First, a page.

This thesis offers a systematic treatment of discontinuous exponence, a pattern of inflection in which a single feature or a set of features bundled in syntax is expressed by multiple, distinct morphemes. This pattern is interesting and theoretically relevant because it represents a deviation from the expected one-to-one relationship between features and their morphological expressions. I consider cases of discontinuous exponence in verb agreement, TAM morphology, pronoun formation, and negation, showing the relationships among these various types and arguing that a unified analysis is in order.
The empirical foundation of the work is a typological survey of discontinuous exponence in the inflectional systems of 40 genetically and geographically diverse languages. This study establishes discontinuous exponence as a robust phenomenon, worthy of study in its own right, and brings to light new generalizations about the behavior of agreement features.
Working within the framework of Distributed Morphology I develop an analysis of discontinuous verb agreement that accounts for both the robustness and the noncanonicality of the phenomenon and extends naturally to other types of discontinuous exponence. My theory of Cyclic Insertion includes substantial revisions to Distributed Morphology; it rejects key assumptions such as the idea that feature insertion is feature discharge and it offers a view of vocabulary insertion that is compelled and constrained in very different ways than those assumed in the standard theory. Specifically, I assume that morphological insertion operates relative to meaning targets: insertion is motivated when it brings a form closer to its target meaning and is blocked if it cannot do so. The modifications I propose push Distributed Morphology in the direction of deriving discontinuous exponence more naturally. The noncanonicality of the phenomenon is explained with reference to greater complexity in its characteristic derivations.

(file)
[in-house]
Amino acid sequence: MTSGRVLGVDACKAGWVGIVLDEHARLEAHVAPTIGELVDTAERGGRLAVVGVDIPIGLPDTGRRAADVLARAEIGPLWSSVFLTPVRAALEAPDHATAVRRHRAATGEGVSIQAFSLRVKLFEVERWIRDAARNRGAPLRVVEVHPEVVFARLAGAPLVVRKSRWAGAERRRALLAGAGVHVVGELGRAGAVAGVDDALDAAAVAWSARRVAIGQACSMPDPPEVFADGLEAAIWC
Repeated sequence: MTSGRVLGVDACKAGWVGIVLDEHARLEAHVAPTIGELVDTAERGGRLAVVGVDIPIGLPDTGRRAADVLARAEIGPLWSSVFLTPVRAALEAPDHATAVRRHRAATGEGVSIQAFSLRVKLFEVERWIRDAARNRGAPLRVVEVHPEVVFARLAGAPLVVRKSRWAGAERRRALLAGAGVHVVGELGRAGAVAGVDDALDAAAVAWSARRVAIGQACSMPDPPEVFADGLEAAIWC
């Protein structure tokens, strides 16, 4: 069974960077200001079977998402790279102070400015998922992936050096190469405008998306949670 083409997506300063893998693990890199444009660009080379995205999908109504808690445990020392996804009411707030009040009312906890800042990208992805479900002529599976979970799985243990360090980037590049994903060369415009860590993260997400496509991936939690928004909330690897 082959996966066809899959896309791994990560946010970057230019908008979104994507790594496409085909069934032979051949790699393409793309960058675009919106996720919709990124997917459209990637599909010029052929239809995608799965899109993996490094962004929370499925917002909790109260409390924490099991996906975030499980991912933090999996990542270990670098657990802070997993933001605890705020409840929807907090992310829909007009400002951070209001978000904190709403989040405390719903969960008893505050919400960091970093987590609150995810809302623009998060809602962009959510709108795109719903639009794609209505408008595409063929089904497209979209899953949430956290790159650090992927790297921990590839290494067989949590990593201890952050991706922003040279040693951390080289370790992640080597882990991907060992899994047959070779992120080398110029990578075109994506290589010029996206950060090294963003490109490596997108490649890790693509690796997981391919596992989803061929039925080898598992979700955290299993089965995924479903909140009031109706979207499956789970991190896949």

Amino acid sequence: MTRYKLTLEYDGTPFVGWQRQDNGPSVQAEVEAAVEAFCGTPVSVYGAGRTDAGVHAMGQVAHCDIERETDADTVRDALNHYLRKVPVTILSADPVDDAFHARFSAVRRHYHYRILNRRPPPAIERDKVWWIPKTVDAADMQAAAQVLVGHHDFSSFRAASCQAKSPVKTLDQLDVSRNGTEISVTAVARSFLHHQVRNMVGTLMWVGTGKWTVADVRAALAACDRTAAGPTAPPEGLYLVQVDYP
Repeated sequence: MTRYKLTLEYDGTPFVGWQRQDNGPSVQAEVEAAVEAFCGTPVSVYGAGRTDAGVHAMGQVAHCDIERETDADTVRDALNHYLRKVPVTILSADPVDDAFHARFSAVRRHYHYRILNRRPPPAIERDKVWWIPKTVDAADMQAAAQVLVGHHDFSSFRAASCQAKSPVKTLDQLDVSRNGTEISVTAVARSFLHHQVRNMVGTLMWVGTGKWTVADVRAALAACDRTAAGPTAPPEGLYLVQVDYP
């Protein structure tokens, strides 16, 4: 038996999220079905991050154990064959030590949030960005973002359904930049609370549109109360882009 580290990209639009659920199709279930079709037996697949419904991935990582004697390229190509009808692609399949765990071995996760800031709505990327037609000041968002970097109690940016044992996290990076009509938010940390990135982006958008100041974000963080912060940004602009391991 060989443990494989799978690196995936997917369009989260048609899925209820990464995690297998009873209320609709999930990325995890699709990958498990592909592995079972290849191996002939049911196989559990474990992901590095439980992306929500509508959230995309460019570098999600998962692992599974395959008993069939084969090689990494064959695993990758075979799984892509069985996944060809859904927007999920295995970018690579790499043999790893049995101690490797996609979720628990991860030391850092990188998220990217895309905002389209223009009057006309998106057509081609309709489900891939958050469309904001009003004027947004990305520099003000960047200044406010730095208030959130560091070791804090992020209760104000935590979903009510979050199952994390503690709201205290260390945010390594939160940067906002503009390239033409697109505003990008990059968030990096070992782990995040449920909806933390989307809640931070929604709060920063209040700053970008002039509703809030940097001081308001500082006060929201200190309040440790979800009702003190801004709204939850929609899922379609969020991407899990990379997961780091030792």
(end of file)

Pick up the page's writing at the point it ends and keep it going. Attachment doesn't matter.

I argue throughout the thesis for a view in which phi-features (agreement features) are bundled into sets. This view combines two independently motivated ideas – that feature categories stand in hierarchical relations with one another and that categories themselves can be decomposed – to develop a rich, two-dimensional phi-set structure. Along one dimension are the fine-grained primitive features and entailments within feature categories, and on the other are hierarchical relations among the categories. These phi-sets have both descriptive and explanatory power; viewed as meaning targets they derive the patterns of discontinuous exponence, and within the system I propose they predict the phenomenon's cross-linguistic tendencies.
A thorough study of discontinuous exponence can illuminate much about the typology and theory of agreement. I will show that a commitment to accounting for the syntax and morphology of an agreement system – and the interface between the two modules – can lead to some very interesting insights about the necessary features of a good theory of agreement.
|Commitee:||Garrett, Andrew, Inkelas, Sharon, Nichols, Johanna|
|School:||University of California, Berkeley|
|School Location:||United States -- California|
|Source:||DAI-A 74/07(E), Dissertation Abstracts International|
|Keywords:||Discontinuous exponence, Morphology, Syntax, Typology, Verb agreement|
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